By getting a peek into the human recreation opportunities bestowed by the river, we learn that boat tours famous for taking people up the thundering canyon won’t be able to after the dam is built. Employment and revenue from tourism and fishing along the river would suffer a huge hit, to the tune of two million dollars. Overall, opponents believe the costs saved by the dam wouldn’t be worth the economic and environmental trade-offs.
But the energy companies persisted nonetheless, and we’re introduced to illustrations of the monstrous cement stopper to be placed just above Devil’s Canyon. Molly Wood describes her fear of the impact of the dam, not just for the fish that swim further upriver, but the entire stretch of the river and the ecosystems it supports.
The intended placement of the dam above the torrential onslaught of gushing water wildly quickened by the narrowed walls of the canyon, was thought to be out of the range of the migrating fish. Until the Super Salmon told us otherwise.
I love how energetically our hero Mike Wood describes the river when it breaks free of its ice sheath at the onset of spring, how all the life around it reacts to the change and how when the thick, cracked sheets burst free, everyone breathes a sigh of relief. New young fish follow the sheltered side channels formed by the flooding river, the ice pushing the waters up into the trees, and the parents are giant, aged “spawned out, gnarly chums,” as Wood describes them.
The ice is imperative for its positive impact on the river ecosystem, but, with the dam generating electricity through the winter when the energy demand is greatest, the river below can’t get cold enough to form ice.
But the need for affordable power in Anchorage is dire, and people are leaving the city because they can’t afford it. So how can we use this renewable source, hydropower, responsibly, in a way that won’t devastate ecosystems and natural cycles, not to mention the benefits of tourism? This is a problem that is affecting more rivers than just the Susitna.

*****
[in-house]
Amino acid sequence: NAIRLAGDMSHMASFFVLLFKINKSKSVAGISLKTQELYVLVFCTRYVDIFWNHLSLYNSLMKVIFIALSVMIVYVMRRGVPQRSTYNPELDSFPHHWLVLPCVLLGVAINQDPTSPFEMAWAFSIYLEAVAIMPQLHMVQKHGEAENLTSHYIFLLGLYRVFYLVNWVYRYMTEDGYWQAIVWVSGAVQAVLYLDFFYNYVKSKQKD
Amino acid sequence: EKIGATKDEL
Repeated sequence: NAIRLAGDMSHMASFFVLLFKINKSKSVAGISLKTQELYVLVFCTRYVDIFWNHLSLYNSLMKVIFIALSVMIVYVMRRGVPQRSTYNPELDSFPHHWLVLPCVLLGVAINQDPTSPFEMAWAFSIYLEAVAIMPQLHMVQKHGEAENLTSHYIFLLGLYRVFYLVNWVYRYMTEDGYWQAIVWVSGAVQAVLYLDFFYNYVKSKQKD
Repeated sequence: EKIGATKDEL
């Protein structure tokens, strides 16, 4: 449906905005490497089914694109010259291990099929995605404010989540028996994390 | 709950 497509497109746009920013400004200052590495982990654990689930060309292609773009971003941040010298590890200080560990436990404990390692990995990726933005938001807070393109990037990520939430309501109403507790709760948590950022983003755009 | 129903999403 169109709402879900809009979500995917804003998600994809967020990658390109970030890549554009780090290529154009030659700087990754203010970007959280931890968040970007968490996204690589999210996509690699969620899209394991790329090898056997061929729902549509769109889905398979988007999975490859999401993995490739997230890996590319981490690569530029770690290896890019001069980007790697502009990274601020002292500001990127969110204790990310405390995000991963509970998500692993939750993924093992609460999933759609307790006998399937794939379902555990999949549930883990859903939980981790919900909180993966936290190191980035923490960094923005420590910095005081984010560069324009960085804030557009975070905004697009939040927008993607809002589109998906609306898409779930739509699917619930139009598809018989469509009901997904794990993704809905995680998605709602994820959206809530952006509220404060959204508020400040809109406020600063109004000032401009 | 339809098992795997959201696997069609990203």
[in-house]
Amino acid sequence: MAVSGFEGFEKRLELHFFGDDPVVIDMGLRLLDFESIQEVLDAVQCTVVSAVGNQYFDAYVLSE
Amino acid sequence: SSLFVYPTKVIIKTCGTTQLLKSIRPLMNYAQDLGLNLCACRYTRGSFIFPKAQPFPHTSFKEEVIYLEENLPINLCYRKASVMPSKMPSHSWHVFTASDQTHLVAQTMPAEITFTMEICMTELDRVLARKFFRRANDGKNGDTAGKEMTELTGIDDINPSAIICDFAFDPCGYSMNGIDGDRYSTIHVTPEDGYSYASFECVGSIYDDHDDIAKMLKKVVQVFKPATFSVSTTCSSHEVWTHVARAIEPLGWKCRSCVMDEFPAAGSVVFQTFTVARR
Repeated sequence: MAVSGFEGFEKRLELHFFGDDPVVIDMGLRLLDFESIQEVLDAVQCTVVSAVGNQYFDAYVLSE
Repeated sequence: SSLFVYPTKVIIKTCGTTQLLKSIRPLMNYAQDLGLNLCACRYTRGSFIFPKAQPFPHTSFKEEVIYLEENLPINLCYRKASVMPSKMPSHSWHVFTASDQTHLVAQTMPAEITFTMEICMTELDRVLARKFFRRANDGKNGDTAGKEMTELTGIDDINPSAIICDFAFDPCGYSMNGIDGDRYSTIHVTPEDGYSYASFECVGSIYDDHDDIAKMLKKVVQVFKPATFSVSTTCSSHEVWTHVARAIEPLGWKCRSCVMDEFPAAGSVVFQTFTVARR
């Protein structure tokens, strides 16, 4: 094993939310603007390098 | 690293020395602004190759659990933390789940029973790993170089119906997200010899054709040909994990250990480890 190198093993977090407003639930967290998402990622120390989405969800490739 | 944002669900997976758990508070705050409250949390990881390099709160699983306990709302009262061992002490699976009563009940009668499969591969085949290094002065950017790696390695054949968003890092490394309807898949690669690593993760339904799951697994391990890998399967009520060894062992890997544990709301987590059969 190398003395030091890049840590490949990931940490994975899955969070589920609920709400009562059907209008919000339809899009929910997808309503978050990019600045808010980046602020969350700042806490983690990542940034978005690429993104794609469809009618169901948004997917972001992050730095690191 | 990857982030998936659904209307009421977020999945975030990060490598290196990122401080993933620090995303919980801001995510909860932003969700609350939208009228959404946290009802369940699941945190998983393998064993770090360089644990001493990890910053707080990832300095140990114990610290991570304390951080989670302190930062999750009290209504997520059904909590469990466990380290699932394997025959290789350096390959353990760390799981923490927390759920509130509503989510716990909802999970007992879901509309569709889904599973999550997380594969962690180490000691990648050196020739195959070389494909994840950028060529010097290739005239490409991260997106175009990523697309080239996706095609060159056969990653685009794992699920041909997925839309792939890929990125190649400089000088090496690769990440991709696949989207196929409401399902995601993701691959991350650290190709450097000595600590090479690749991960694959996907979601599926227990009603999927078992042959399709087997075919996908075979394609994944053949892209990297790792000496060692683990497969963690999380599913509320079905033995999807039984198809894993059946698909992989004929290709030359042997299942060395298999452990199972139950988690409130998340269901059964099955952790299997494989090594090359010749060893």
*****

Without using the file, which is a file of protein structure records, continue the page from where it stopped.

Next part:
Here’s where the film places hope in future generations, to get educated, aware and help come up with a solution. Because we don’t have one yet. Will we have to give up these beautiful, rich, productive waterways to human development? What about what we’ll be taking away from all our future generations? Is it worth it?
We’re left with a hopeful note:
“In 2016 the state suspended the dam project indefinitely.”
Wood and his coalition continue their fight, in hopes of ensuring permanent protection for the Sitsuna. With the passion and drive of people like these, there might be a twinkle of hope for the future.
Click below to watch the film!
Produced and directed by Ryan Peterson AlaskanistStories.com
In partnership with SusitnaRiverCoalition.org
With support from patagonia.com
Photography by Ryan Peterson, Travis Rummel, Matt Stoecker, Joshua Foreman, Killian & Riley Sump, Anson Fogel
Animation by DrewChristie.com
Motion Graphics by BarryThompson.net
Tags: alaska, dam, fish, hydro power, hydroelectric, renewable energy, river, salmon, science, scientific record, super salmon, susitna river